*60 The Texas cases cited by the plaintiff in support of her position do not control the resolution of the question in this case. See American Liberty Insurance Co. v. Ranzau, 481 S.W.2d 793 (Tex.1972); Hamaker v. American States Insurance Co., 493 S.W.2d 893 (Tex.Civ.App.1973, writ ref'd n. r. e.); Northwestern Mutual Insurance Co. v. Lawson, 476 S.W.2d 931 (Tex.Civ.App., no writ); and Fidelity & Casualty Co. v. Gatlin, 470 S.W.2d 924 (Tex.Civ.App.1971, no writ). Those cases dealt with the validity of uninsured motorist provisions that limited an insured's recovery to the statutory limits of required coverage for one policy when the insured was eligible to recover for his damages from other sourcesfrom, example, workmen's compensation or the uninsured motorist coverage of another insurance policy. It is true, as petitioner states, that these "other insurance" clauses were declared invalid by this Court in Ranzau, supra, insofar as such a clause would operate to limit insureds' recoveries to the statutory minimums for one policy. But Ranzau, and the other Texas cases cited by the plaintiff, dealt with the language of Article 5.06-1(1) that provides in general terms that the Act is to be effectuated "under provisions prescribed by the Board. . .." The question in this case is the validity of an exclusion in a form promulgated by the Board under authority given it in Article 5.06-1(2): "The Board may also, in such forms, define `uninsured motor vehicle' to exclude certain motor vehicles whose operators are in fact uninsured." In Ranzau there was no statutory language expressly giving the Board authority to limit recoveries under the Act when other compensation was available to the insured. In this case there is statutory language expressly giving the Board the authority to exclude from the ambit of the Act vehicles whose operators are in fact uninsured. Therein lies the distinction between Ranzau and this case and the reason why we are not bound by our earlier holding there.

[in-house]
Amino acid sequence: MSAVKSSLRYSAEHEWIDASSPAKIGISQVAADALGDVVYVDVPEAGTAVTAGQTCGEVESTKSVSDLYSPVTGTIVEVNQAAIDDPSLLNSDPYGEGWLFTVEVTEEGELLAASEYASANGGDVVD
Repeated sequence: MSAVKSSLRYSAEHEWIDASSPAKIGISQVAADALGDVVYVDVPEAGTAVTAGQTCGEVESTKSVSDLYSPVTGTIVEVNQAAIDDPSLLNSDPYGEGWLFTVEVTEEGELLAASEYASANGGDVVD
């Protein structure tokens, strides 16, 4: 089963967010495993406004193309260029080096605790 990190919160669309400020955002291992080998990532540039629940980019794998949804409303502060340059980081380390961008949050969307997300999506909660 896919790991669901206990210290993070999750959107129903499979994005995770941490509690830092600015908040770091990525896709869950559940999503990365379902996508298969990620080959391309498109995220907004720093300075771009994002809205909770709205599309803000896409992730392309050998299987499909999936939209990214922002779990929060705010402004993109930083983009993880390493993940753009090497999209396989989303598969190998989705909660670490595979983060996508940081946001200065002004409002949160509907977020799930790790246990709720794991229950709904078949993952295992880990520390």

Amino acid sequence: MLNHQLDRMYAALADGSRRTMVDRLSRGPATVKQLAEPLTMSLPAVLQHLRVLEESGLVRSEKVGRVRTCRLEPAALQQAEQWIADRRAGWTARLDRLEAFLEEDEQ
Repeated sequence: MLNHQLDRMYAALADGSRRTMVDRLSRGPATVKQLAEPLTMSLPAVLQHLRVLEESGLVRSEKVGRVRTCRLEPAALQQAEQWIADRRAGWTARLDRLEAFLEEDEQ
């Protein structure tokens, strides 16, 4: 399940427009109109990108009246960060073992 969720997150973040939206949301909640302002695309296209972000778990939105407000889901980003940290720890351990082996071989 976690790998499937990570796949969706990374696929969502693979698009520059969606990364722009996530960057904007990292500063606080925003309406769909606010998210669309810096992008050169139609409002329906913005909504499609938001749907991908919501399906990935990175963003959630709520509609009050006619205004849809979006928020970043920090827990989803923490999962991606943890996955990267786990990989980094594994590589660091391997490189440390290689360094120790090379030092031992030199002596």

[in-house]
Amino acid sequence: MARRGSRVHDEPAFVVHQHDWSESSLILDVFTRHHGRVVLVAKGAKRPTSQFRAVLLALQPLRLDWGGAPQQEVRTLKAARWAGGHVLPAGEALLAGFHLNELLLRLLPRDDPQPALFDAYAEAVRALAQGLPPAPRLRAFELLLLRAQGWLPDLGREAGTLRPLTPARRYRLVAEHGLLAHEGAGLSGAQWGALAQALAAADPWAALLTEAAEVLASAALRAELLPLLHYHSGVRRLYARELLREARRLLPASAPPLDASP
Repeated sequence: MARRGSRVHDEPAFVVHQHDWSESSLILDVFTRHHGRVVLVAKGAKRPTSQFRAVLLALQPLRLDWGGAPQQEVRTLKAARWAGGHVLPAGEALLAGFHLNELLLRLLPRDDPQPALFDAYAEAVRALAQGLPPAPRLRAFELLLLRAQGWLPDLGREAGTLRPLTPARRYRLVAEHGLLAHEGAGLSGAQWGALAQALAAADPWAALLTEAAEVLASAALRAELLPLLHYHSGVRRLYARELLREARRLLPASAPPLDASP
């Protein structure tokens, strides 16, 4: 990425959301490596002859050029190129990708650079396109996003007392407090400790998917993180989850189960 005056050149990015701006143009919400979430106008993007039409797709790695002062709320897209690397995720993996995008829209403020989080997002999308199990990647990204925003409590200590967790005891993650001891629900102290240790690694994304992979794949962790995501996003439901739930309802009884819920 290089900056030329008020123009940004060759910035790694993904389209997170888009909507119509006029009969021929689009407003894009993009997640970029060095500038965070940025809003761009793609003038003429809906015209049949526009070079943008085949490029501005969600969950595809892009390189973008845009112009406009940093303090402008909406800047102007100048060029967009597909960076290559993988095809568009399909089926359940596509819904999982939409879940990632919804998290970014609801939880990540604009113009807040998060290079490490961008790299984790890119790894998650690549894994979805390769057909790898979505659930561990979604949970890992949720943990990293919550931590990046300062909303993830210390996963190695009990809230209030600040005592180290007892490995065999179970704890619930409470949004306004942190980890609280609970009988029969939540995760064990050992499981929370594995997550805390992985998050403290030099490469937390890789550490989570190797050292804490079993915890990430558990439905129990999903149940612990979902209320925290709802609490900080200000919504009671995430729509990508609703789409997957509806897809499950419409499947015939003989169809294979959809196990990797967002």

The plaintiff does not question the power of the legislature to delegate to the Board the authority to regulate the coverage of insurance policies by prescribing standard forms, clauses and endorsements. She does contend, however, that a delegation of power to the Board must be clear and unambiguous, citing 53 Tex.Jur.2d Statutes, Sections 35, 36 (1964), that the Board may exercise only such authority as is conferred on it by law in unmistakable terms, and that such authority will not be construed as being conferred by implication, citing Key Western Life Insurance Co. v. State Board of Insurance, 163 Tex. 11, 350 S.W.2d 839 (1961). She further argues that Article 5.06-1(2) does not, in clear and unmistakable language, authorize the exclusion at issue in this case. We disagree. We find no ambiguity or lack of clarity in the statutory language that gives to the Board the authority to define "uninsured motor vehicle" so as to exclude certain vehicles whose operators are, in fact, uninsured.